NBA Draft Lottery : : Back in the Day
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Posted May 20, 2008 | By Anthony Hyde
How did we get here? What was is like when the NBA first started? Why did the league start a Draft Lottery?
Those questions and a few more usually pop up around this time every spring, so below is a brief history lesson of how it was, why it’s been changed and how has it affected the balance of power within the NBA over the last 60+ years.
1947-65: Territorial Picks
In the league’s early years, when teams were struggling to build strong fan bases, the NBA Draft included territorial picks. Before the start of every Draft from 1947 until 1965, a team could forfeit its first-round pick and instead select a player from its immediate area, presumably with a strong local following.
In 1956, the Boston Celtics used a territorial pick to select Tom Heinsohn from Holy Cross in nearby Worcester, Mass. Heinsohn went on to enjoy a Hall of Fame career, averaging 18.6 points and 8.8 rebounds, and helping the Celtics to eight NBA Championships in his nine-year career.
1966-84: Coin Flip
In 1966, the league decided to radically change things up and adopt a coin flip between the last-place finishers in each of its two divisions to determine which team would open the Draft, a system that remained in place until 1985.
In 1979, the 31-51 Chicago Bulls decided to call “heads” but unfortunately for Windy City basketball fans the coin landed “tails,” thereby the first overall pick was awarded to the New Orleans Jazz. But the Jazz never had the chance to enjoy the their good fortune because the team had agreed two years earlier to compensate the Los Angeles Lakers for having inked 33-year old LA free agent guard Gail Goodrich. The price for Goodrich was three future draft picks, including New Orleans’ first-round choice in 1979—the No. 1 overall after the coin toss, which in turn became future Hall of Famer Earvin “Magic” Johnson, out of Michigan State.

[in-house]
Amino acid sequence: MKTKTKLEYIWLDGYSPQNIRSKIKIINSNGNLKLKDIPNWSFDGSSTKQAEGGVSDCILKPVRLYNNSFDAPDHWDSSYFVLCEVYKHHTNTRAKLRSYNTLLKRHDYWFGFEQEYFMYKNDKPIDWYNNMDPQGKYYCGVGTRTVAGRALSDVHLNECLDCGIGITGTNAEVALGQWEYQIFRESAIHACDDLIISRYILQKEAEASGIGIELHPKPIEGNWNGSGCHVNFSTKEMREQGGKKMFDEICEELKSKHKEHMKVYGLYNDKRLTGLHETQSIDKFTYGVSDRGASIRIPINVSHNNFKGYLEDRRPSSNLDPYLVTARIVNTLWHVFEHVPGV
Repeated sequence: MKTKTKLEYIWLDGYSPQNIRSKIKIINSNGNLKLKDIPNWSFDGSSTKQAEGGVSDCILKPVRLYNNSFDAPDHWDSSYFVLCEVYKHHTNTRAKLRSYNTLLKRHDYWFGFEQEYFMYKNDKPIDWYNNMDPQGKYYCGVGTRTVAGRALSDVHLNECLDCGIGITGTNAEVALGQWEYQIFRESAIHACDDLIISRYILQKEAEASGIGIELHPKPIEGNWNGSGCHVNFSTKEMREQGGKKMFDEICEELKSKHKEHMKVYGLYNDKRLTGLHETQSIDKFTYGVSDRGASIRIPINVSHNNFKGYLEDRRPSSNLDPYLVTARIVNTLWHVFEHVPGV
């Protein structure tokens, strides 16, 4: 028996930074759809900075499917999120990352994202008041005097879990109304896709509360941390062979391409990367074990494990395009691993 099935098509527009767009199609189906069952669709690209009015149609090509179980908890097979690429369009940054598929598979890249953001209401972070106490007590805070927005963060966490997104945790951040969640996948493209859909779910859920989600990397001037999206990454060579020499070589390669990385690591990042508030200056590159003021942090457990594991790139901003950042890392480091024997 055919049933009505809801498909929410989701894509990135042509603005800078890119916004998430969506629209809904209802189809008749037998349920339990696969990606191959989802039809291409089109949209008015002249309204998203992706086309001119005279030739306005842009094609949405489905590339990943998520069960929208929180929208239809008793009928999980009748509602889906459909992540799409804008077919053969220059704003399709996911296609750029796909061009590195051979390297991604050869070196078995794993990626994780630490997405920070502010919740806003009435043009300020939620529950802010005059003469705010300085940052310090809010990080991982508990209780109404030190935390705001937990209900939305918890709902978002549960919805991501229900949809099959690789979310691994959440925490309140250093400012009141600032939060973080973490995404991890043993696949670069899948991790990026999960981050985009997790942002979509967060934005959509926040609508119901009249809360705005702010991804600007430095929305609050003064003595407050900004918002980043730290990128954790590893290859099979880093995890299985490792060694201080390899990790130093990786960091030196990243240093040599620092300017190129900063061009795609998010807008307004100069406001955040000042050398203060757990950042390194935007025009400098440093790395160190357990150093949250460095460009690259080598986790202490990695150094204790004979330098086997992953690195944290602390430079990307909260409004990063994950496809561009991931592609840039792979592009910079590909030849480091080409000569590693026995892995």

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1985: The First Lottery
Under the system adopted prior to the 1985 NBA Draft, the NBA Lottery determined the order of selection for the non-playoff teams (or the teams holding their draft picks through trades) for the first round only. Teams picked in inverse order of their records in the second round and in all succeeding rounds.
In 1985, the jackpot of the very first NBA Draft Lottery was 7’0” Georgetown center Patrick Ewing. All seven teams that didn’t make the playoffs had an equal chance of landing the No.1 overall pick and thereby, Ewing. A lucky bounce of the ping pong balls made the New York Knicks the first Draft Lottery winner.
New York selected Ewing with the first overall pick in the 1985 Draft, and Ewing went on to play 15 fantastic seasons for the Knicks, leading them to playoffs 13 times.
1987-Present: Top Three Teams
Under a procedural change adopted by the NBA Board of Governors in October of 1986, the Lottery determined the order of selection for the first three teams only. The remaining non-playoff teams selected in inverse order of their regular season records. Therefore, the team with the worst record in the league was assured of picking no worse than fourth overall, the team with the second-worst record no worse than fifth and so on.
In 1987, the Los Angeles Clippers finished with a league-worst 12-70 record, but unfortunately they didn't strike it lucky in the lottery and, under the new rules, wound up with the fourth overall pick.
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In 1988, again only one of the three worst teams wound up with one of the top three picks, but, at least this time, the Clippers’ lowest winning percentage paid off, as L.A. won the Lottery. The Clippers then used the No. 1 pick on Kansas forward Danny Manning.
1989-Present: Just Two Rounds